Experimental architecture  

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Kunstformen der Natur (1904) by Ernst Haeckel
Kunstformen der Natur (1904) by Ernst Haeckel

Experimental Architecture is a branch of the architectural discipline concerned with the development of conceptual projects challenging conventional and consolidated practices. Its main objective is to explore original paths of thought and develop innovative design tools and methodologies.


Experimental Architecture was brought into discourse by Peter Cook (architect) in 1970, with the publication of the book "Experimental Architecture". Through critical readings of several twentieth century projects - architectural and urban - Cook instigated ways of counteracting the architectural rules that “falls back upon tradition, stylization, or cant.”


The definition of Experimental Architecture as a distinct disciplinary field is mostly due to the work and research of Lebbeus Woods, who devoted his career to the exploration of the potential carried by an experimental approach to architecture. In 1988 Woods founded the Research Institute for Experimental Architecture (RIEA), with the intent to promote and develop experimental methods within architectural education and practice. The first RIEA conference on Experimental Architecture was held August 4–8, 1989, at Emmond Farms, New York. Since then, Experimental Architecture has influenced the pedagogy of various schools and institutions, such as SCI-ARC, Los Angeles; Cooper Union, New York; and The Bartlett School of Architecture, London.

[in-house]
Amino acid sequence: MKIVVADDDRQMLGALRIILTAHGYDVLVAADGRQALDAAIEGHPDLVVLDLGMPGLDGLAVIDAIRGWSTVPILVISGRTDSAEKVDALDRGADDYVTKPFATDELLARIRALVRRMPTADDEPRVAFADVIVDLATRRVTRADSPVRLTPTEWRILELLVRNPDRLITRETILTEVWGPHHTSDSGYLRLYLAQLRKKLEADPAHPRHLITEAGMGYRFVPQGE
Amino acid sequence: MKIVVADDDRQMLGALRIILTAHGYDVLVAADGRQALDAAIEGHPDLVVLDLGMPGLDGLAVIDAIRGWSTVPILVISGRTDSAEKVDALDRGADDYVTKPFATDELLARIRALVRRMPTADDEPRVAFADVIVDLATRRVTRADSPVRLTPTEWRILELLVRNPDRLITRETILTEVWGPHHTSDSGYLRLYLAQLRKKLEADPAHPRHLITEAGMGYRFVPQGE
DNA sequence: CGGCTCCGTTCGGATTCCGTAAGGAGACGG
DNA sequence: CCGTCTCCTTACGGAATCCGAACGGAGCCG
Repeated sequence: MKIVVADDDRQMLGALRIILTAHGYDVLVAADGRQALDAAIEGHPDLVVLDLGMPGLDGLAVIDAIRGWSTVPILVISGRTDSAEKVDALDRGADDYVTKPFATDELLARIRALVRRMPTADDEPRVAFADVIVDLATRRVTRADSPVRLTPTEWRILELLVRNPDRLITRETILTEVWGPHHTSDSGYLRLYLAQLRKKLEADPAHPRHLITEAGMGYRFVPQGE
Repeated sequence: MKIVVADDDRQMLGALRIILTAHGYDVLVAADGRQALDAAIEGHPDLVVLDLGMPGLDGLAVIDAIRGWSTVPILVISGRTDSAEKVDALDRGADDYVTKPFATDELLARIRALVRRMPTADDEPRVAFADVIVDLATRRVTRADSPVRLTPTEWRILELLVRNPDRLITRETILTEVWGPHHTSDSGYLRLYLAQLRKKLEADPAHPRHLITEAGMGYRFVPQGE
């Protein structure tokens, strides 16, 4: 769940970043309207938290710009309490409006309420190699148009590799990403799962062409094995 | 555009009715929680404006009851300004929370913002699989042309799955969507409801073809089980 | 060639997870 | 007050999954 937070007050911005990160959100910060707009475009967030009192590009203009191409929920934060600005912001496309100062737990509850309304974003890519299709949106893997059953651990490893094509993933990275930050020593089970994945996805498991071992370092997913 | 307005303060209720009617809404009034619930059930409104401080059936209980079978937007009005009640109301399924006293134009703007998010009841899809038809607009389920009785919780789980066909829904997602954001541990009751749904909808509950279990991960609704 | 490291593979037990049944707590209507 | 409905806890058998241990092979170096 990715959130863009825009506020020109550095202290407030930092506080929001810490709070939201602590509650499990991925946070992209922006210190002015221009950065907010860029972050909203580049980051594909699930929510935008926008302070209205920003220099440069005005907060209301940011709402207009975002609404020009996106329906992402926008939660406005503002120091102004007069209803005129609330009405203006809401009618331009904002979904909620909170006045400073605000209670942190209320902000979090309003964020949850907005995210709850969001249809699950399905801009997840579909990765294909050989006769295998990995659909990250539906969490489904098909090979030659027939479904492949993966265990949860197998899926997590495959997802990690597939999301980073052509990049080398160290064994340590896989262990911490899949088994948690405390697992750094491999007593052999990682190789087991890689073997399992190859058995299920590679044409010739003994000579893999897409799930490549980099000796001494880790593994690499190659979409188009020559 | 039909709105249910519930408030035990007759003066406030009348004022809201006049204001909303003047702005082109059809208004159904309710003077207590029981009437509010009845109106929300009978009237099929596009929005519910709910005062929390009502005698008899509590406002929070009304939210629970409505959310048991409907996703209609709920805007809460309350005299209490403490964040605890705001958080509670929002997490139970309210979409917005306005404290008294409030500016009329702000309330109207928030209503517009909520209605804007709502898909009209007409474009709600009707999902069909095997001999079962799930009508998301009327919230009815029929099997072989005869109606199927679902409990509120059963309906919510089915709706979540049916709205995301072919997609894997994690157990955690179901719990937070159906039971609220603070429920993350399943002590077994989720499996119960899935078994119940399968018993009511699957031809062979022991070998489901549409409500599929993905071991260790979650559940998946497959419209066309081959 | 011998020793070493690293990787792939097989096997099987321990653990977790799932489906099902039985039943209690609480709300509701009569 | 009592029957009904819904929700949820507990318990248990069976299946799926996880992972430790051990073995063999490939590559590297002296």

Following Woods’ scholarship, Experimental Architecture applies a scientific approach to research, requiring that developments of tools and methodologies can be recorded, evaluated and discussed among community of peers. The contextualization in scientific tradition derives, for example, from Woods’ interest in Newton’s cause-and-effect determinism; his critique of Descartes; and his dedication to deploy design practices for exploring alternatives to Cartesian space.

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